I’m not fit to eval­u­ate the rel­a­tive mer­its of Goethe’s the­o­ry, or lack there­of, ver­sus New­ton’s rig­or­ous work on optics. Whole books have been writ­ten on the sub­ject. But what­ev­er his inten­tions, Goethe’s work has been well-received as a psy­cho­log­i­cal­ly accu­rate account that has also, through his text and many illus­tra­tions you see here, had sig­nif­i­cant influ­ence on twen­ti­eth cen­tu­ry painters also great­ly con­cerned with the psy­chol­o­gy of col­or, most notably Wass­i­ly Kandin­sky, who pro­duced his own “schemat­ic out­line” of the psy­cho­log­i­cal effects of col­or titled Con­cern­ing the Spir­i­tu­al in Art, a clas­sic of mod­ernist aes­thet­ic the­o­ry. As is usu­al­ly the case with Goethe, the influ­ence of this sin­gle work is wider and deep­er than he prob­a­bly ever fore­saw.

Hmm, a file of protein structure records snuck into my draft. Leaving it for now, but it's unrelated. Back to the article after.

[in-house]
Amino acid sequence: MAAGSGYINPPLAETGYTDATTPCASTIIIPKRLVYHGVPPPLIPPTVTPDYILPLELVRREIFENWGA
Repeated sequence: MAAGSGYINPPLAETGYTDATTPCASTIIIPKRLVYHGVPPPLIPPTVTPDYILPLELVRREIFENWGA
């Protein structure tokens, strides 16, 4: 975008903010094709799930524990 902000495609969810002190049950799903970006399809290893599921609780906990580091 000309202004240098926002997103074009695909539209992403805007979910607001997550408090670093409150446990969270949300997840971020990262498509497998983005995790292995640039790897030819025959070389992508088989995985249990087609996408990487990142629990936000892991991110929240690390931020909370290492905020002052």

You can find an afford­able ver­sion of Goethe’s The­o­ry of Col­ors on Ama­zon. Or find scans of the book at Archive.org.

Note: This post orig­i­nal­ly appeared on our site in 2013. We have updat­ed the post with new images and links.

Relat­ed Con­tent:

The Book of Colour Con­cepts: A New 800-Page Cel­e­bra­tion of Col­or The­o­ry, Includ­ing Works by New­ton, Goethe, and Hilma af Klint

A 900-Page Pre-Pan­tone Guide to Col­or from 1692: A Com­plete Dig­i­tal Scan

An Ani­mat­ed Intro­duc­tion to Goethe, Germany’s “Renais­sance Man”

Har­ry Clarke’s 1926 Illus­tra­tions of Goethe’s Faust: Art That Inspired the Psy­che­del­ic 60s

Watch Goethe’s Haunt­ing Poem, “Der Erlkönig,” Pre­sent­ed in an Art­ful Sand Ani­ma­tion

Josh Jones is a writer and musi­cian based in Durham, NC. Fol­low him at @jdmagness

Learn the Korean Language with Hundreds of Episodes of Let’s Speak Korean Free Online